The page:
EXPO - Magic of the White City DVD [Import]
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Experience the world of 1893 through a cinematic visit to Chicago's Columbian Exposition. Many of the world's greatest achievements in science, technology and culture are unveiled there. Fairgoers also enjoy camel riding on the popular Midway and guilty pleasures like belly dancing, street fighting and beer drinking.
Nearly 28 million visit the Fair. Dubbed the "White City," it inspires future innovators like Henry Ford and Frank Lloyd Wright, debuts the Ferris Wheel and Cracker Jack®, and, in many ways, marks the beginning of the 20th century. Against the backdrop of 1893's troubles with workers' rights, prejudice, discrimination and corruption, the World's Columbian Exposition casts a brief ray of hope for the future of humanity. EXPO - Magic of the White City brings the Chicago World's Fair to life.
Filmed in High-Definition, EXPO - Magic of the White City immerses viewers in one of the world's biggest extravaganzas and one of the most unforgettable events in American history. There will never be another event like it...or will there?
Special Features include: Feature-length Commentary Track with World's Fair historian David Cope, Making the Fair, Art of the Fair, Storyboards of the Fair, Pictures of the Fair, Commentary tracks on special features by director Mark Bussler and writer Brian Connelly and deleted scenes.
"A dazzling trip back to another time." -- Bill Diehl, ABC Radio Network
"A notable release." -- The Washington Post
"Historically Significant." -- The New York Times
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Most Helpful Customer Reviews on Amazon.com (beta)
The focus of this documentary was mostly a tour of the fair. In recent books on the fair there seems to be either a "horray for progress/wasn't the fair pretty?" or a "damn American imperialism, racism, and sexism" route. The tone of this documentary was neutral/celebratory as it largely omitted discussion of racism and sexism (with only a few passing mentions). There were photos I hadn't seen before, and the narration (Gene Wilder) was superlative.
I do have quibbles with the film, which are most likey not the fault of the creators. See, what I really want is a bigger-budget version of this, full of computer reproductions of the fair so that we can "walk through" it instead of just scenes of a camera panning over a still photograph or painting. The live reinactments were limited to a belly dancer, beer drinking, and the murder of Mayor Harrison. There was also some live footage of fish and animals that the fair goers would have seen, which I am ambivalent about. But don't just tell me that the great pyramid would fit inside the Palace of Manufactures and Liberal Arts, drive the idea home with a little graphic, even a simple one, of the pyramid sitting inside it.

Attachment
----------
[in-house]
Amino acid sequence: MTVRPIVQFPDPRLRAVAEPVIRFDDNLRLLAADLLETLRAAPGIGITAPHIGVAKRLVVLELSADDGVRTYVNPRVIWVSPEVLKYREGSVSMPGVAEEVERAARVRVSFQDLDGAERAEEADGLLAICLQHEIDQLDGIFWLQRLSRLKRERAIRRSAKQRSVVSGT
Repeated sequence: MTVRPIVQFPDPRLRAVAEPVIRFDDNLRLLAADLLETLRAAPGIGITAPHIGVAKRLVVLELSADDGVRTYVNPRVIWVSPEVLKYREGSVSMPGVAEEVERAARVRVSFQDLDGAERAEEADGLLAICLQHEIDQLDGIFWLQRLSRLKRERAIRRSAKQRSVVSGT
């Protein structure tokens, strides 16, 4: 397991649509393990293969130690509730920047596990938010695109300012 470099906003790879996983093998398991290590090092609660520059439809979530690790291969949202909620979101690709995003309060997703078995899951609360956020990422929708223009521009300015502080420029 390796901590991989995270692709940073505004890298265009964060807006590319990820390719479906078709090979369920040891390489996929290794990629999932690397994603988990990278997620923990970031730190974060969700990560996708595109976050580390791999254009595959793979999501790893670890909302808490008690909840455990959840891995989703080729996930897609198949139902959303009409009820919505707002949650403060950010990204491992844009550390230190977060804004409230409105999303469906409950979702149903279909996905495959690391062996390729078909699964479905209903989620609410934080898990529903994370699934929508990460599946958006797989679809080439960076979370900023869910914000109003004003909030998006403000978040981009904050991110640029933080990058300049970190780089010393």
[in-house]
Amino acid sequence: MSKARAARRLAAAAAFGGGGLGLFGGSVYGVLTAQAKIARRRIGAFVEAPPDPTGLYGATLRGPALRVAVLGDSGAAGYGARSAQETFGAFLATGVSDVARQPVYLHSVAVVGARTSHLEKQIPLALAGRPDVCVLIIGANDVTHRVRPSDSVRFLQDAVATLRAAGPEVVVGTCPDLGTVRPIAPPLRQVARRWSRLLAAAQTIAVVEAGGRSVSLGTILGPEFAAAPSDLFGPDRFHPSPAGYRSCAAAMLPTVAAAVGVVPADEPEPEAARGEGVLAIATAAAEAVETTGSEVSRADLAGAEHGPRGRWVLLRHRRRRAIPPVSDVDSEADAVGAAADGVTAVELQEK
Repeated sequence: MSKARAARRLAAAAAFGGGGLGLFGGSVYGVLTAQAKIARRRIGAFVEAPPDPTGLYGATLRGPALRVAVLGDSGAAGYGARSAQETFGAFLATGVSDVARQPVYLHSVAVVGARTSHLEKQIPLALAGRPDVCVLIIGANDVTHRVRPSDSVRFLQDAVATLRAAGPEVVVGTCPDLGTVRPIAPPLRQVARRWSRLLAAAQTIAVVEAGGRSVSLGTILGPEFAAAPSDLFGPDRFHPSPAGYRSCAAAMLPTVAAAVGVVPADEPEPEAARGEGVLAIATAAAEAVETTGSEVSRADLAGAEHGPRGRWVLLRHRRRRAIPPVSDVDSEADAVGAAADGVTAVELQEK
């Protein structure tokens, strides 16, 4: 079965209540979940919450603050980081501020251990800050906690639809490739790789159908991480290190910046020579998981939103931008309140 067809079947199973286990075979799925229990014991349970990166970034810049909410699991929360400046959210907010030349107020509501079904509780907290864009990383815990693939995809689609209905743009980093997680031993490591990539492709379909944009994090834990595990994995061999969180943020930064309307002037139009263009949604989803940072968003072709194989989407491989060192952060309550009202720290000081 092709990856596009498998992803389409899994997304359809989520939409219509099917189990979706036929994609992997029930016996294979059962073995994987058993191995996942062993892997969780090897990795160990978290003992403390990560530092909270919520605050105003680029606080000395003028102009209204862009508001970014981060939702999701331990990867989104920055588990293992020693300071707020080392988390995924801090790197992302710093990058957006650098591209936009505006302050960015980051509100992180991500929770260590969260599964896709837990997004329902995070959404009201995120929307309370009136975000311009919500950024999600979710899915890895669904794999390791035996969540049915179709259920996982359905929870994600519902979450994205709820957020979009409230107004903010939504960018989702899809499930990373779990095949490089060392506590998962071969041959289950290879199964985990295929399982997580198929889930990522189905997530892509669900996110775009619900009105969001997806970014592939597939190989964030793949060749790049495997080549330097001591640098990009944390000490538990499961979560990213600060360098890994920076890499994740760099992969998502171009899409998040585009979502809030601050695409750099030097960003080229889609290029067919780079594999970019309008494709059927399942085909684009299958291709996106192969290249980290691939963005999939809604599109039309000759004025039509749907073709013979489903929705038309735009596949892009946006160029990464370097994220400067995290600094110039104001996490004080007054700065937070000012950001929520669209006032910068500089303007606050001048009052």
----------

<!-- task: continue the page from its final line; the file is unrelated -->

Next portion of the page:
All that said, this was worth every penny and contained a lot of great material which I am bound to watch over and over again.
EXPO is about the 1893 Chicago World's Fair, an exposition of such majesty, scope, corruption, and expense that it is a feat unparalleled in America today. The closest we have to the Fair is Disney World, a lineage most explicitly drawn in The White City; Walt Disney's father, Elias, was a construction worker on some of the buildings at the fair.
EXPO is narrated by Gene Wilder. I'm admit to a bias - I'm a big fan of Young Frankenstein and he's the only "celebrity sighting" I've ever encountered in real life. Wilder's getting on in age (the DVD was produced in 2005), so there's now a bit of a whistle to his speech. Still, his lilting voice has enough emotion and wry humor to make his narration enjoyable. And there is a lot of narration.
We tend to think of previous American centuries as quaintly backward, where such modern notions as political correctness and global unity didn't exist. And while EXPO is careful to point out that American culture still had its own foibles and intolerance endemic to the time, the World's Fair put all those to shame. It was a global unification of wealth, prosperity, and cultural exchange in a way that's inconceivable in today's contentious world. We can learn a lot from the Chicago World's Fair.
EXPO uses old maps and photographs to detail events at the fair whenever possible, with few computer graphics or animation. There are occasional shots of live actors, none whom particularly add anything of value to the narrative. In fact, it's clear that the producers felt that the medium was a little dry, because there are copious live action shots of a belly dancer interspersed with discussion of the Midway.
Minor quibbles aside, EXPO works overtime to try to encompass the grandeur of such a huge undertaking without losing sight of the details. As a result, it necessarily glosses over some pieces (rampant corruption, the aforementioned Devil himself who is the subject of The White City book) and emphasizes others (global diversity, architecture, and the first appearances of American staples). That's okay though; EXPO is a huge undertaking with such a sweepingly broad subject that it's better served as a companion piece to a book. Like The Devil in the White City.
My wife's maiden name is Ferris. For generations her family believed they were related to George Washington Ferris, inventor of the Ferris wheel, which was first exhibited at the Chicago Columbian Expo.
Further investigations revealed that the family myths were just that, myths. The DVD gave us a lot of information on the inventions of the day, why the Expo was so popular. As a youth, growing up in Chicago, one of my favorite places was the Museum of Science and Industry. The only building still standing, from the fair. I think that museum may have had a lot of influence on my career. I'm an engineer. Great DVD.